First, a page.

Disclaimer: This article was written and edited before the recent shootings in Atlanta.
The World Health Organization declared COVID-19 to be a global pandemic on March 11, 2020. Now, after a year of quarantining, mask-wearing and social distancing, hate crimes against Asian-Americans spike again in cities across the United States. Activists, academics and students at NYU are speaking up against the violence — in place of what some characterize as the university’s lack of action.
Hate crimes against Asian-Americans increased nationwide by nearly 150% in 2020. In New York City, racist anti-Asian attacks increased 833%, from three reports in 2019 to 28 reports in 2020. This year, in Harlem, a 27-year-old Asian man was beaten and told to return to China on Feb. 15. While on their delivery commutes, multiple Asian restaurant employees were attacked, as the New York Times reported on Feb. 25.
“My dad was a Chinese restaurant owner back home,” said Gallatin sophomore Laura Zhang, from Colorado. “These forms of violence impact restaurants, families, overall health, immigrant identity and more.”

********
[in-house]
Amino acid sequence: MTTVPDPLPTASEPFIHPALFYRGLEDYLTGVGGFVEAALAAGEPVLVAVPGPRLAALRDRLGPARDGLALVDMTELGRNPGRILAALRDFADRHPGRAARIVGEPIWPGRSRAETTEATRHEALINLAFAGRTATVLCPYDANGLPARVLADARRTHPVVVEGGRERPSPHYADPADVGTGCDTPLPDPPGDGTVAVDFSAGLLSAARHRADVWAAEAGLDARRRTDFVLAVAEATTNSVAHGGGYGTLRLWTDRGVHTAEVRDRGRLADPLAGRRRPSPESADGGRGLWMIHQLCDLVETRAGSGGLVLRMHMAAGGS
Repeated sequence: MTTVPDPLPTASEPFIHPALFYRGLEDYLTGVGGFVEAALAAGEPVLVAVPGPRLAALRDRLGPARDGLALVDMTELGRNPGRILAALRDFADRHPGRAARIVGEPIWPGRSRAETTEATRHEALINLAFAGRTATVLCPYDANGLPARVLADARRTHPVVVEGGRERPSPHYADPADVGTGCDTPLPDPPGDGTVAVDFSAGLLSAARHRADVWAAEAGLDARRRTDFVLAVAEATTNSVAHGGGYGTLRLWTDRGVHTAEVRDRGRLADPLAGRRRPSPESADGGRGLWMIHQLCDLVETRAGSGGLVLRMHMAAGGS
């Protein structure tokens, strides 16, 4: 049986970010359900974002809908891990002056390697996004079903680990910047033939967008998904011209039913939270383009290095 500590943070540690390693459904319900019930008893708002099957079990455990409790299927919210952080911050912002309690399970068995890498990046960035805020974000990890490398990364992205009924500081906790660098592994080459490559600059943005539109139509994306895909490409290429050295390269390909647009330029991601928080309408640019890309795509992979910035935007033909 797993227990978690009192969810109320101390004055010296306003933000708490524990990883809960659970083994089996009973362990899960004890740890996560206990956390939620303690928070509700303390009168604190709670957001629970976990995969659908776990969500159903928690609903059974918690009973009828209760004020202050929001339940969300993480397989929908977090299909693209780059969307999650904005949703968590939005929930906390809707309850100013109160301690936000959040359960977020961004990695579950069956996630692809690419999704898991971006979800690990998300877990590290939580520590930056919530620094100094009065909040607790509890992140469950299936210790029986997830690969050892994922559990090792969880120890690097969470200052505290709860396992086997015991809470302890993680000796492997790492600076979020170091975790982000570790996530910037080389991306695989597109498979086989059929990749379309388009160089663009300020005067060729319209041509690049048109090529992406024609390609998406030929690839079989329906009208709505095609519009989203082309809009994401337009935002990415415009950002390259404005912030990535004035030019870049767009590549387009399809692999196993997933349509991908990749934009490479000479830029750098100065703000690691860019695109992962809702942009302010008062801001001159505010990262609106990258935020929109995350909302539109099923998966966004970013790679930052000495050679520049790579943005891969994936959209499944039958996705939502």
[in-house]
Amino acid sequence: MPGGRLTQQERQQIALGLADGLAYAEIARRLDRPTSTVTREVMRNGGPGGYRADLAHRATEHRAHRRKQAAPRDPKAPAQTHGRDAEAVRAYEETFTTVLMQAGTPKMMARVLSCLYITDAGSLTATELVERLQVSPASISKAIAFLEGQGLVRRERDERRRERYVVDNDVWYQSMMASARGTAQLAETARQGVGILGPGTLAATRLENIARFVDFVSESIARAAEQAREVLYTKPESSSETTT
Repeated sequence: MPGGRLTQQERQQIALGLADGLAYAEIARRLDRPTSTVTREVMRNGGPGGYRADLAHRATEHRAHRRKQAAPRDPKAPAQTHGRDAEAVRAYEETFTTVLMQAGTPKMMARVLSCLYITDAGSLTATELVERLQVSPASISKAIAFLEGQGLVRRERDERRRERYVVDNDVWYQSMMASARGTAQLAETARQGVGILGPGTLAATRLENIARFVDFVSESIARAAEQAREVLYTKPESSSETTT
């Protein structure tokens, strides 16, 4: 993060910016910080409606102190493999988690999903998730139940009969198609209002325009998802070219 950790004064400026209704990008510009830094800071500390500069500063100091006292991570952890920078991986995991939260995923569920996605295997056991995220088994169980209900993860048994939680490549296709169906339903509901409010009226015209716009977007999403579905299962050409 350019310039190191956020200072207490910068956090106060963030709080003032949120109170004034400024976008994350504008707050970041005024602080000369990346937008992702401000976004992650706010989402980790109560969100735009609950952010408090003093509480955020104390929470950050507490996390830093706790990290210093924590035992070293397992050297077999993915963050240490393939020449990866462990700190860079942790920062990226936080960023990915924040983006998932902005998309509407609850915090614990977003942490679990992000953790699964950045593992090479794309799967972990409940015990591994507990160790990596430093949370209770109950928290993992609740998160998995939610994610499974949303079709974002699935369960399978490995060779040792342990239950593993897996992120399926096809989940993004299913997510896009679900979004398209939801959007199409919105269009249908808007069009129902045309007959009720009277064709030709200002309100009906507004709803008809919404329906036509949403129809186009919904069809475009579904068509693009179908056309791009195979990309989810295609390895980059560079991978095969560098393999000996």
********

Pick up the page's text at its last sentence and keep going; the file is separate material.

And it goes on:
Not only do Asian-Americans fear for their safety while they work, but also while they navigate the city. A significant number of hate crimes and attacks have occurred in and around the city’s subways.
A 71-year-old Asian woman was punched in the face while sitting on the E train on Feb. 16. That same day, a 68-year-old Asian woman was punched on the back of the head while standing on the A train platform at 125th Street. On March 2, a 56-year-old Malaysian man was pushed to the ground and beaten repeatedly at the East Broadway train station.
“As a Chinese woman, I am not only terrified but anguished about the surging racist attacks on Asian Americans,” Liberal Studies first-year Aria Young told WSN. “I feel so vulnerable on my daily hour-long subway commute to and from campus that I sometimes wear a hood to cover up my Asian features just to feel safer.”
In response to the increase in anti-Asian hate crimes, NYU President Andrew Hamilton released a statement to the university community on Feb. 24 announcing that NYU will continue taking action to ensure community members “feel included and respected.”